CSX's problems have also raised the ire of the Surface Transportation Board (STB), the federal agency that regulates the railroads. After receiving what it called "informal" complaints from CSX shippers starting in mid-July, the agency later that month took the unusual step of directly contacting Harrison about the service problems stemming from his operating plan's implementation. Over the next three weeks, the Board requested that CSX supply operating metrics covering eight key subjects. It also set a deadline of the close of business today for CSX to submit a detailed schedule of the plan's execution for the balance of 2017.
Rob Doolittle, a CSX spokesman, said today the company expects to meet the deadline, and has already begun submitting documents in compliance with the STB request.
According to CSX's metrics, average train velocity, which measures the time to move a train from origin to destination, came in at 13.1 mph for the week ending Aug. 18, significantly slower than the 17-mph average reported in the spring. Terminal dwell times, the time a car sits in a terminal waiting to depart, averaged 12 hours as of the end of last week. In the spring, dwell times were reported at about 10 hours.
In an article in the influential trade publication Railway Age, Jim Blaze, an independent rail economist, said train speeds have greatly improved for some customers on CSX's main lines. However, intermodal traffic being carried on unit trains—equipment that moves from the same origin to the same destination without being split up or stored en route—is moving much slower, Blaze wrote. "That doesn't translate into a likely huge intermodal growth scenario," he said.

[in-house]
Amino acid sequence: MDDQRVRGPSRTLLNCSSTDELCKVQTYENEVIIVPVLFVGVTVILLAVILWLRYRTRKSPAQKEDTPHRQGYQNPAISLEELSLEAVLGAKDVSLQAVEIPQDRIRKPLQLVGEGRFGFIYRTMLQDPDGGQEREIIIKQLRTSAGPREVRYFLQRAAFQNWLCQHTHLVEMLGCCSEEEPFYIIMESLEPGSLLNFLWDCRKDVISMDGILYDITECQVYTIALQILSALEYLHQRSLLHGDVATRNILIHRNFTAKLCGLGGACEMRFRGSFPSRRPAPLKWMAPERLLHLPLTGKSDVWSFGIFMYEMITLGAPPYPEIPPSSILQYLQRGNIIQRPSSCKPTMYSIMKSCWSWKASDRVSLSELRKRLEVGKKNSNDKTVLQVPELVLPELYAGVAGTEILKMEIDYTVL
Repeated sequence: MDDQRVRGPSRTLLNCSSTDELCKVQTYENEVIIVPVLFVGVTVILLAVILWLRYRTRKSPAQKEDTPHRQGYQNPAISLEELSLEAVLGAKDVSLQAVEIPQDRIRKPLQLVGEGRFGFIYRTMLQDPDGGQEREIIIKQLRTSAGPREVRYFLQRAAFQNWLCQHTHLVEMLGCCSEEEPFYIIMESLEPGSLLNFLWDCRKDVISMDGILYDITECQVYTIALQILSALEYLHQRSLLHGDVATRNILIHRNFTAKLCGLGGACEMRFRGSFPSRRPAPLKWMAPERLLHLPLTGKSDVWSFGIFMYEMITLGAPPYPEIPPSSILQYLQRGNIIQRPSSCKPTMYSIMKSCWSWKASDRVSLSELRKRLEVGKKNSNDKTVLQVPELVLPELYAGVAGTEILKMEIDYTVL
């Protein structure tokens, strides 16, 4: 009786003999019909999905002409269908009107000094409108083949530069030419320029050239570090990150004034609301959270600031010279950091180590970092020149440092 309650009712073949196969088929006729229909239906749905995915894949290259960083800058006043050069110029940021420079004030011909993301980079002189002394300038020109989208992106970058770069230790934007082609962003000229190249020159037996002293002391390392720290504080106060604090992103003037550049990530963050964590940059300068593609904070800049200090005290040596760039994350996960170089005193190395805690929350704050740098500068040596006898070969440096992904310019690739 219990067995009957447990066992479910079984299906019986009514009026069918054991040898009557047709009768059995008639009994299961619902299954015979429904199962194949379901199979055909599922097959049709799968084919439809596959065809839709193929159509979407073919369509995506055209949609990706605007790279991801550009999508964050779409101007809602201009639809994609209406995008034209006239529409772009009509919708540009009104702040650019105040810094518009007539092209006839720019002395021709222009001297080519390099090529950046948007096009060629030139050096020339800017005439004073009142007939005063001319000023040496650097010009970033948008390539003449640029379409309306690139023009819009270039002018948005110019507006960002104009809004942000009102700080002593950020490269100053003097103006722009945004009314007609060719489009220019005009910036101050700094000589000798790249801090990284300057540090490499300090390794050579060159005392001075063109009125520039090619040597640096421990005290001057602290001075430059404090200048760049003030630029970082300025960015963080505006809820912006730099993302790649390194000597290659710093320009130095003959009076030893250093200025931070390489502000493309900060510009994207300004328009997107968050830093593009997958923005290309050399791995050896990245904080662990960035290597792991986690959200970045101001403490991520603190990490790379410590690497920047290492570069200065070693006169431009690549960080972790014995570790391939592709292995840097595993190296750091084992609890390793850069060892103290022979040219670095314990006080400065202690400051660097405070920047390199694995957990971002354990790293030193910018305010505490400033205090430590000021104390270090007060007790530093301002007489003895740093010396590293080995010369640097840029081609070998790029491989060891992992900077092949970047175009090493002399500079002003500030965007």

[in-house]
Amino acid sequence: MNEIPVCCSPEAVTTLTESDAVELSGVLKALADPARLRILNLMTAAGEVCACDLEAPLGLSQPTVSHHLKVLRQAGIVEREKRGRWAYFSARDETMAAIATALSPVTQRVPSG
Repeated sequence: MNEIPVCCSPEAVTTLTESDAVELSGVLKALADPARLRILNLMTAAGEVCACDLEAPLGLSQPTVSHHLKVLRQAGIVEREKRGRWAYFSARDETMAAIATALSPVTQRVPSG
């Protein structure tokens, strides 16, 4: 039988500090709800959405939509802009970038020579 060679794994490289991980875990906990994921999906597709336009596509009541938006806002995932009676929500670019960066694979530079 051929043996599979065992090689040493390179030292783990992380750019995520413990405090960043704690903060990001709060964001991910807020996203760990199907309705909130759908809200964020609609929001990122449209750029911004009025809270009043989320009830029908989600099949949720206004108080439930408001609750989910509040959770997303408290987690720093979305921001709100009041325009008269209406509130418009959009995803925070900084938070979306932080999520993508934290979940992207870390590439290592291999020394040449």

Harrison acknowledged the rocky start to his four-year tenure, but pledged service would improve starting with the post-Labor Day holiday period, and would continue to strengthen as his plan fully takes shape. Indeed, Seidl said that the railroad's recent productivity metrics were solid, and that shipper outcries stem more from a reduction of service offerings than from performance issues.
Harrison has blamed part of the problem on insufficient buy-in to the precision railroad concept from a portion of the workforce. Since Harrison joined, CSX completed a round of 1,000 layoffs that began under the prior management. The railroad is also considering another 700 layoffs, though it hasn't provided details.
Layoffs can affect employee morale and performance, which is critical to sustain a demanding model like precision railroading across a multistate network like CSX's where much of the work goes unsupervised. "Everyone has to be singing from the same hymnal when a massive change in operations is implemented," said John G. Larkin, lead transport analyst at Stifel, an investment firm. "That isn't yet the case at CSX."
Given Harrison's track record, no one is selling him short. Seidl of Cowen said the service issues are temporary, and within 12 to 18 months shippers will be happy with the carrier's operational performance. Larkin added that Harrison will prove the critics wrong as he has done in the past, as long as his health—which has been an on-going concern for all CSX stakeholders—holds out. Harrison is reported to be suffering from an undisclosed medical condition, and has been seen using supplemental oxygen at company events.
Clair, the consultant, said CSX's current problems are not the central issue. What is the issue, he said, is whether Harrison's plan is sound and how the network will run "when the work is done and the change complete?"
The corollary question, said Clair, is "could they have ever gotten there without the change?"